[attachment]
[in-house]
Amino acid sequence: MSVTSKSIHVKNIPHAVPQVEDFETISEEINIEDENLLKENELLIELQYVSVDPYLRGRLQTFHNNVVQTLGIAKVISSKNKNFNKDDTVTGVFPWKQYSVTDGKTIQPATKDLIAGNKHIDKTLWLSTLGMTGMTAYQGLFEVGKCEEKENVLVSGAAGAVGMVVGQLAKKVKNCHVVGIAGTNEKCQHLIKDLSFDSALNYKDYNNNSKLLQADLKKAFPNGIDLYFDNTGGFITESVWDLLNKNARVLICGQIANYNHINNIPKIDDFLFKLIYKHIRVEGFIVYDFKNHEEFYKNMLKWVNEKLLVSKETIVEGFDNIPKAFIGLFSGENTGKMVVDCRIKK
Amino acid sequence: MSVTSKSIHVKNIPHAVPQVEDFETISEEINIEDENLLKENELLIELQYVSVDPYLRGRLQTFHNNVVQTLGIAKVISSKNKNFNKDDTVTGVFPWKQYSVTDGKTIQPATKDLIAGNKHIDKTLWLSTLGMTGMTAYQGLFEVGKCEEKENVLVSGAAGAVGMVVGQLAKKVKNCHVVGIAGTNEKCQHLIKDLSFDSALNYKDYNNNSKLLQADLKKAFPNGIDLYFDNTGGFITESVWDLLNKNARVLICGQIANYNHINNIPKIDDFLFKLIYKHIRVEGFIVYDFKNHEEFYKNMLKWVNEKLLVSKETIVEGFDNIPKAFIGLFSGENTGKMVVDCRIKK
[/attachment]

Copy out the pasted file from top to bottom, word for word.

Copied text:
[in-house]
Amino acid sequence: MSVTSKSIHVKNIPHAVPQVEDFETISEEINIEDENLLKENELLIELQYVSVDPYLRGRLQTFHNNVVQTLGIAKVISSKNKNFNKDDTVTGVFPWKQYSVTDGKTIQPATKDLIAGNKHIDKTLWLSTLGMTGMTAYQGLFEVGKCEEKENVLVSGAAGAVGMVVGQLAKKVKNCHVVGIAGTNEKCQHLIKDLSFDSALNYKDYNNNSKLLQADLKKAFPNGIDLYFDNTGGFITESVWDLLNKNARVLICGQIANYNHINNIPKIDDFLFKLIYKHIRVEGFIVYDFKNHEEFYKNMLKWVNEKLLVSKETIVEGFDNIPKAFIGLFSGENTGKMVVDCRIKK
Amino acid sequence: MSVTSKSIHVKNIPHAVPQVEDFETISEEINIEDENLLKENELLIELQYVSVDPYLRGRLQTFHNNVVQTLGIAKVISSKNKNFNKDDTVTGVFPWKQYSVTDGKTIQPATKDLIAGNKHIDKTLWLSTLGMTGMTAYQGLFEVGKCEEKENVLVSGAAGAVGMVVGQLAKKVKNCHVVGIAGTNEKCQHLIKDLSFDSALNYKDYNNNSKLLQADLKKAFPNGIDLYFDNTGGFITESVWDLLNKNARVLICGQIANYNHINNIPKIDDFLFKLIYKHIRVEGFIVYDFKNHEEFYKNMLKWVNEKLLVSKETIVEGFDNIPKAFIGLFSGENTGKMVVDCRIKK